While we humans value the mighty oak tree for the strength and resiliency of its wood, its natural beauty and the amount of shade provided by its large canopy, certain animals use this tree for more practical purposes. Several species in the animal kingdom depend on oaks for food sources as well as protection and often can be found in their treetops or burrowed in their wood.
One of the more common animals often seen scurrying in and around a grove of oak trees is the Eastern Gray squirrel. These little critters nest in holes in older oak trees and oak tree acorns are a staple of their diets. Similarly, raccoons can often be found nesting in larger holes or tree forks, and they often scavenge the ground around an oak's trunk for nuts, leaves and insects. The most commonly seen possum species seen in oak trees is the Virginia Opossum, also known as the North American Opossum, a marsupial that nests in its branches. Larger mammals, such as foxes, often make dens in downed, hollow oak trunks.
Many species of birds call the canopies of oak trees home. The actual species that nest in the trees depends largely on geographical location, but generally speaking robins, blue jays and starlings are among many of the types of birds that nest high in the canopies of oaks to distance themselves from potential predators. Some woodpeckers not only peck for insects in the oak tree’s bark, but also nest in these trees as well.
As you might expect, the species of insects that burrow in and around an oak tree’s bark are numerous. Ants prefer to tunnel underneath the oak tree’s root system while tent caterpillars, spider mites, gypsy moths and oak-tree-specific oak leafrollers and leaftiers caterpillars feast on the oak’s leaves while using those same leaves as camouflage from predators. These insects invite the presence of spiders, who in turn feast on them. Depending on the height of the trees, spiders such as Argiope, or writer spider, spin their webs across oak branches to catch passing insects.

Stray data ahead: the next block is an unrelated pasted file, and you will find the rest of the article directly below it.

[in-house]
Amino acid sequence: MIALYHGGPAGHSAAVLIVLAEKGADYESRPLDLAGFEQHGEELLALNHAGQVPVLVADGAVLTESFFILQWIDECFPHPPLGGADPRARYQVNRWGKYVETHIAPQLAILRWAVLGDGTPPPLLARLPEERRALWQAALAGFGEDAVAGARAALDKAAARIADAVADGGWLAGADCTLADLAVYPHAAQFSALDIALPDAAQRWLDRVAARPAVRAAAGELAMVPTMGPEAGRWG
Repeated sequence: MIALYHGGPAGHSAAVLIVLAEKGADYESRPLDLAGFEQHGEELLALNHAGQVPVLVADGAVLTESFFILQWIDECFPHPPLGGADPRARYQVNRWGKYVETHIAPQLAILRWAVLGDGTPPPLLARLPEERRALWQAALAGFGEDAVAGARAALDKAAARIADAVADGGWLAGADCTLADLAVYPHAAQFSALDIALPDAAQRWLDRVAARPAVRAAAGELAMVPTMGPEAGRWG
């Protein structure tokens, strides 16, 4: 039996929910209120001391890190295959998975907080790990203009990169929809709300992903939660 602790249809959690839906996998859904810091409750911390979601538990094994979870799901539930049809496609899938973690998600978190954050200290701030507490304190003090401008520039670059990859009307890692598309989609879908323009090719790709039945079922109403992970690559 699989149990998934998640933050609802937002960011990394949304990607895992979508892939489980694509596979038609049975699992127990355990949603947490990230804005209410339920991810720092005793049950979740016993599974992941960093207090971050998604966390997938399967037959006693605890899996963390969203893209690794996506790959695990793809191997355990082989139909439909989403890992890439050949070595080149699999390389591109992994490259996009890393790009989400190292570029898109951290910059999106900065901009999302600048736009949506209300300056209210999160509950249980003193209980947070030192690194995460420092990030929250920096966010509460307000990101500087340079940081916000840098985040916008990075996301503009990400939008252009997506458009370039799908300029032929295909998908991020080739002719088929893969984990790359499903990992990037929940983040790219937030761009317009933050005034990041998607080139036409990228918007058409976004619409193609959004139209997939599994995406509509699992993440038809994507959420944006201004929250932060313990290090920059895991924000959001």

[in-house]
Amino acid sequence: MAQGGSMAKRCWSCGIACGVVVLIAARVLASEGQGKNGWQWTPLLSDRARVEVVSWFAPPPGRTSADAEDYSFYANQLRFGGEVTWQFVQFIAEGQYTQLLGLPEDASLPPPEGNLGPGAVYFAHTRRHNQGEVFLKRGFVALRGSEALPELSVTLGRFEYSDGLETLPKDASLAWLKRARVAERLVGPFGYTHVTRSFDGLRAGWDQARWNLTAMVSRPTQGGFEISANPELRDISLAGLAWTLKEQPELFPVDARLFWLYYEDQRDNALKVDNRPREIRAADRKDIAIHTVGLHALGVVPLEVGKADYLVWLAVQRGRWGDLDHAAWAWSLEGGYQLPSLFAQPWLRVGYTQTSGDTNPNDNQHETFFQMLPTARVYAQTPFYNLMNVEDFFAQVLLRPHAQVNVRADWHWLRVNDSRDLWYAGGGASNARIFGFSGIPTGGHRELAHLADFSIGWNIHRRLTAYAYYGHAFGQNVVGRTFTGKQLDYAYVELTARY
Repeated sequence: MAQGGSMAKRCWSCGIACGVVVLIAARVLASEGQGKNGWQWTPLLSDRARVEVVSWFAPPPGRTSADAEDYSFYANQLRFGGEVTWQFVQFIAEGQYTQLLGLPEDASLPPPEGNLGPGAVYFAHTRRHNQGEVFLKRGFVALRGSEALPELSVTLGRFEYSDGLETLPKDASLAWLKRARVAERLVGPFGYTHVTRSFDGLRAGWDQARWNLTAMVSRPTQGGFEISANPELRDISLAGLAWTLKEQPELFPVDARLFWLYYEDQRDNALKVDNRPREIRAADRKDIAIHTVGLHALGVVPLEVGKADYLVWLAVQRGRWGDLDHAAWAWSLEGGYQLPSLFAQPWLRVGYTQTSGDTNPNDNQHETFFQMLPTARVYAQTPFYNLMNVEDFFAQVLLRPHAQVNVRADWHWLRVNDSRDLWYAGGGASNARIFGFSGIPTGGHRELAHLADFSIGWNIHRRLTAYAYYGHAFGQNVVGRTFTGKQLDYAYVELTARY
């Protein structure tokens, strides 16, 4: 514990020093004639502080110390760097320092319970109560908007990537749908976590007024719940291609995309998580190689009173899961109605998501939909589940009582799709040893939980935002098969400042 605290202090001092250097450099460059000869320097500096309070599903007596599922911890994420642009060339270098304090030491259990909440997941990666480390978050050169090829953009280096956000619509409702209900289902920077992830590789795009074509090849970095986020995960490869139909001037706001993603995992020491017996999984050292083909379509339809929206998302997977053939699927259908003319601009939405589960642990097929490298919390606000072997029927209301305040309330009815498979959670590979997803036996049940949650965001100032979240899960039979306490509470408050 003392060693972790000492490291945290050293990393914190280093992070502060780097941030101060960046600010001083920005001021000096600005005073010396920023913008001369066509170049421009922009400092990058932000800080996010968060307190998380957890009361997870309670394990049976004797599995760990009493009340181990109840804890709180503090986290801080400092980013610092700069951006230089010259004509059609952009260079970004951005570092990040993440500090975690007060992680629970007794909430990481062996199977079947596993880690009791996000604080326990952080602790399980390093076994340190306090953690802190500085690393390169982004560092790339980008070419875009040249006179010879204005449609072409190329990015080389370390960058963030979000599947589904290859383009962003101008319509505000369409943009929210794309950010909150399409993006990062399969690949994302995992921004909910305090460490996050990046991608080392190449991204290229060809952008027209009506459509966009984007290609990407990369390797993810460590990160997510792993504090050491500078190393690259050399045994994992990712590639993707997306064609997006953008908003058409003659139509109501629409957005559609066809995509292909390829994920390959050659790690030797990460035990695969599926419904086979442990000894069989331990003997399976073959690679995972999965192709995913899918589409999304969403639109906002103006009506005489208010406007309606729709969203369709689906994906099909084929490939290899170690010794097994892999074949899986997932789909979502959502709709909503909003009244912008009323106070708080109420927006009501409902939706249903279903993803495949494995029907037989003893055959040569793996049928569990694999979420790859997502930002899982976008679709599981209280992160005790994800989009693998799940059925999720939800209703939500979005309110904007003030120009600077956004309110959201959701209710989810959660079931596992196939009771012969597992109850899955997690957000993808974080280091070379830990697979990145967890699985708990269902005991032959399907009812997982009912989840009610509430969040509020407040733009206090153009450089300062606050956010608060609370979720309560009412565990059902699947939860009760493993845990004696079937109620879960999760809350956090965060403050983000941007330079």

If an oak is near a water source like a swamp, river, lake or pond, smaller reptiles such as salamanders or frogs may use exposed root systems to hide their nests along the waterline. Snakes that prey on these reptiles as well as snakes that take advantage of the cover provided by the roots may nest here as well. Close inland, downed oak logs are home to other snakes such as copperheads, black snakes and garden snakes, to name a few.
- "The Life Cycle of Oak Trees"; Carol Pugliano-Martin; 2006